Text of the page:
What is subject–verb agreement? A simple guide to getting it right

Subject–verb agreement is a grammatical stumbling block that even seasoned writers sometimes struggle to get right. Our editors address the most common errors.
What is subject–verb agreement? A simple guide to getting it right
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Subject–verb agreement, also known as ‘noun/verb agreement’, is a common grammatical stumbling block that even seasoned writers and editors sometimes struggle to get right. Ironically, those who learn English as a second language may be more familiar with the concept, while native speakers apply the principle instinctively (albeit haphazardly) without actively learning the rules.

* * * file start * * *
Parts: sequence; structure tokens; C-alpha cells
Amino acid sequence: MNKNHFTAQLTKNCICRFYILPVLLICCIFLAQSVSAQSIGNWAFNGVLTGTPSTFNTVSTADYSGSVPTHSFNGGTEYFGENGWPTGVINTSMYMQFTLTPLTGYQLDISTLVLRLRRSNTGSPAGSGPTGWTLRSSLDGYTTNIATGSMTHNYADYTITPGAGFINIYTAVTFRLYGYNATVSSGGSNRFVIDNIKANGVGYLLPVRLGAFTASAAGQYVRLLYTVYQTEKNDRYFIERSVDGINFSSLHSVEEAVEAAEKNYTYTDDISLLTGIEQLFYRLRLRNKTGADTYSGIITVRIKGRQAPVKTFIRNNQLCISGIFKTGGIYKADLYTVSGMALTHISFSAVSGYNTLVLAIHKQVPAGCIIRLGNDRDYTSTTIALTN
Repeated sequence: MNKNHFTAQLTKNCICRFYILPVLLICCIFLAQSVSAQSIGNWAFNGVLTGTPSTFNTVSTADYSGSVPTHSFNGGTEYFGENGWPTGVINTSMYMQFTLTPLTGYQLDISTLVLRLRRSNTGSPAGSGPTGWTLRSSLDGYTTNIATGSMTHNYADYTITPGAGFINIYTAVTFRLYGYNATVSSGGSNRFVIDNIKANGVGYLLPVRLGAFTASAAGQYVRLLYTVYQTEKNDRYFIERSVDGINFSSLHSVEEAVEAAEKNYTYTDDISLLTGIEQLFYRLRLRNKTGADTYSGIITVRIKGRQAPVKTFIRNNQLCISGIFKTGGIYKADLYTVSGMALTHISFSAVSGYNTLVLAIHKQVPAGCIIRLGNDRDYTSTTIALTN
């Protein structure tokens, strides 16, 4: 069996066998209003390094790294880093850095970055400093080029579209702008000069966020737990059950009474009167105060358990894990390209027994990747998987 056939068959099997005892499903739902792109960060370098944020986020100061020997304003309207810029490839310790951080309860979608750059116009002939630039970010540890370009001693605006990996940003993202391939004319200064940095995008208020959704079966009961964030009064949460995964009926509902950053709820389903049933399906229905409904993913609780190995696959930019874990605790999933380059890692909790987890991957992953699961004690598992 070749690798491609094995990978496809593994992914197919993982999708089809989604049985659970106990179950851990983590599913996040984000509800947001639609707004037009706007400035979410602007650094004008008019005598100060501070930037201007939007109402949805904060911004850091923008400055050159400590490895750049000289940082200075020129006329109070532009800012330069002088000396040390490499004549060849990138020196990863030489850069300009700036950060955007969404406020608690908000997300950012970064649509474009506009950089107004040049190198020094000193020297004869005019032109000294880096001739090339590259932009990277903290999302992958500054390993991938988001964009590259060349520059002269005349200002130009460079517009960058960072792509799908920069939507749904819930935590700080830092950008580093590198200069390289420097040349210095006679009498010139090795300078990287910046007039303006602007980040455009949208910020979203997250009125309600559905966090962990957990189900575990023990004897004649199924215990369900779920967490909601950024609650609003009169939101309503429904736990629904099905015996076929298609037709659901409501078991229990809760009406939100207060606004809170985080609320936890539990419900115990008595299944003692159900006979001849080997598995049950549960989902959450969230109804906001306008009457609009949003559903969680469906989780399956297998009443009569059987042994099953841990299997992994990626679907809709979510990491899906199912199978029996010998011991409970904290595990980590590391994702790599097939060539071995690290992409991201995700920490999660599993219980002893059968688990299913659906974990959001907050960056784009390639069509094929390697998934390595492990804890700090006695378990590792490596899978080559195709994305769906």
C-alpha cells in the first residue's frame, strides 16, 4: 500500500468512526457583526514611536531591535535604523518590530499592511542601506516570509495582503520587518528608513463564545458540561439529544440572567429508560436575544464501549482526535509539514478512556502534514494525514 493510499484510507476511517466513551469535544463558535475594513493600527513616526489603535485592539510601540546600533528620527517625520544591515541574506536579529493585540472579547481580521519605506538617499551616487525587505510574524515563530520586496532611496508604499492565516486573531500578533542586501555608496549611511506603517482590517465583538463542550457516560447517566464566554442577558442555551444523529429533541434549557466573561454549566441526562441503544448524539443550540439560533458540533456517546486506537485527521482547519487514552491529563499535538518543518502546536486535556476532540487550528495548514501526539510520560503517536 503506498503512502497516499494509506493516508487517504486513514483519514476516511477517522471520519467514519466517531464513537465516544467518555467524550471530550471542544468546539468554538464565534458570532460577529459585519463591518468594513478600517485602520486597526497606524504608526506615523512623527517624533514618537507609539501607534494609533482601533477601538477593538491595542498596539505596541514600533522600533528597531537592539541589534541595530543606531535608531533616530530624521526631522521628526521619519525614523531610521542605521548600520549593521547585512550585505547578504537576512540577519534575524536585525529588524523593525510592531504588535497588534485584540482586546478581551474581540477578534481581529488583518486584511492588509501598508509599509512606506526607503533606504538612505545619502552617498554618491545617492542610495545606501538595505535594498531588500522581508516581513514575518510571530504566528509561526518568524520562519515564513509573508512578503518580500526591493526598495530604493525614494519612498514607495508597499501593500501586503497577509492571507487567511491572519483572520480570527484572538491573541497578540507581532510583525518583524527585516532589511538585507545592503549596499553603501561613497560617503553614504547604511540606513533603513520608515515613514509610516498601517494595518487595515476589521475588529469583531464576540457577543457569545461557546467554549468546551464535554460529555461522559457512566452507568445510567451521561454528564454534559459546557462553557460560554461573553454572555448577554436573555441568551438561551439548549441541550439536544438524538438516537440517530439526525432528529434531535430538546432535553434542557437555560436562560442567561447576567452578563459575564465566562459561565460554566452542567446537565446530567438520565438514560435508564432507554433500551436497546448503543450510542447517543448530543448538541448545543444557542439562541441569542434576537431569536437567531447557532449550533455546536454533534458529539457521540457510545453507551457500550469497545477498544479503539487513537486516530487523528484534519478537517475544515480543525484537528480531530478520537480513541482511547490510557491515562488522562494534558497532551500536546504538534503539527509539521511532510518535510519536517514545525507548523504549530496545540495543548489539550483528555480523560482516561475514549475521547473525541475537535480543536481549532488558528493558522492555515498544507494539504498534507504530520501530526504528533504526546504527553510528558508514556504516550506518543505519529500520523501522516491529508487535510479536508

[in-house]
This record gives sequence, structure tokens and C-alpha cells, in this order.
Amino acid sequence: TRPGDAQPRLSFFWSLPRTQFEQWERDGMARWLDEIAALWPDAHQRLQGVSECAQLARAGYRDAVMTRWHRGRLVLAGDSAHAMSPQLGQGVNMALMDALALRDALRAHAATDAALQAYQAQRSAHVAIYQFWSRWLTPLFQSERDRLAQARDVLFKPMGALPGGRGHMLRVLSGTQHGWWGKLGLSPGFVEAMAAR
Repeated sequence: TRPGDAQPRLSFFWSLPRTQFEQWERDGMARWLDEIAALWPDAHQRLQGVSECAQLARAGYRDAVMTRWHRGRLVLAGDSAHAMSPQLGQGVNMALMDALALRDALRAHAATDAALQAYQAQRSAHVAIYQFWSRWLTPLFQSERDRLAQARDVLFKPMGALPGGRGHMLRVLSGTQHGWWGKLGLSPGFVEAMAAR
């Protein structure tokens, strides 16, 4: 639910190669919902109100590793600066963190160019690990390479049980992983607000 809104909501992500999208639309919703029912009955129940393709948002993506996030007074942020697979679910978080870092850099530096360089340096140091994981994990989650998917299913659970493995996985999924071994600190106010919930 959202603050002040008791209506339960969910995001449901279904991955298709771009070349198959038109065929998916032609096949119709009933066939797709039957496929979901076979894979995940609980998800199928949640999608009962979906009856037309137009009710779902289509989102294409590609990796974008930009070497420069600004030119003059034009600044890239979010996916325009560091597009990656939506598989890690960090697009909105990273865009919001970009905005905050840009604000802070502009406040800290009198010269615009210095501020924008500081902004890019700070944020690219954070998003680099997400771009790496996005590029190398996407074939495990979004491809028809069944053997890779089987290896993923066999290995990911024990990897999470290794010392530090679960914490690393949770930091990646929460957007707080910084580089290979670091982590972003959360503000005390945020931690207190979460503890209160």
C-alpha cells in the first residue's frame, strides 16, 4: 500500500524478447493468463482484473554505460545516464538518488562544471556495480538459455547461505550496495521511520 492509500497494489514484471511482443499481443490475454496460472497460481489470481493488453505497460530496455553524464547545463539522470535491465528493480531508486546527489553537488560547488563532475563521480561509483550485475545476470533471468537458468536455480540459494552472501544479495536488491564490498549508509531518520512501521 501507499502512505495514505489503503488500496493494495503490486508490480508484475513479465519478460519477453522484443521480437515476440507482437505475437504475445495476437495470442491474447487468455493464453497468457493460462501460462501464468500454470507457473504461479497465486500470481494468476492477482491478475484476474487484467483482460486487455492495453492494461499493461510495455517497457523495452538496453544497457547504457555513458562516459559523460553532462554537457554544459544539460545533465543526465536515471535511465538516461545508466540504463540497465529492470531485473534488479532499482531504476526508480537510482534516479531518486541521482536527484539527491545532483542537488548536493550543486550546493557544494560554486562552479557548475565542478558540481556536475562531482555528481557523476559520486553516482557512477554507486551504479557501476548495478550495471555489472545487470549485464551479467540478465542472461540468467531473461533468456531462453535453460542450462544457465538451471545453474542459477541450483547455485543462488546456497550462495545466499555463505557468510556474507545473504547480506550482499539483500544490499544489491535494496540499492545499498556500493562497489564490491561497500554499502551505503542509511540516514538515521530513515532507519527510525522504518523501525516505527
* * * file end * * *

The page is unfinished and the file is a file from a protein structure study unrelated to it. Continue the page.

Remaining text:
What is subject–verb agreement?

A sentence generally has a subject (noun) doing an action (verb).

The noun can be singular (one) or plural (many), and the verb needs to change accordingly – or ‘agree with’ it.

Consider, for example:

  • The manager is calling a meeting.
  • The managers are calling a meeting.

In the example above, the singular noun (manager) agrees with the singular verb (is), while the plural noun (managers) agrees with the plural verb (are).

Collective nouns

Things get trickier with collective nouns – words like ‘team’, ‘group’, ‘family’ or ‘pair’ – which themselves are singular but represent multiple things or people (like a team of workers or a group of businesses).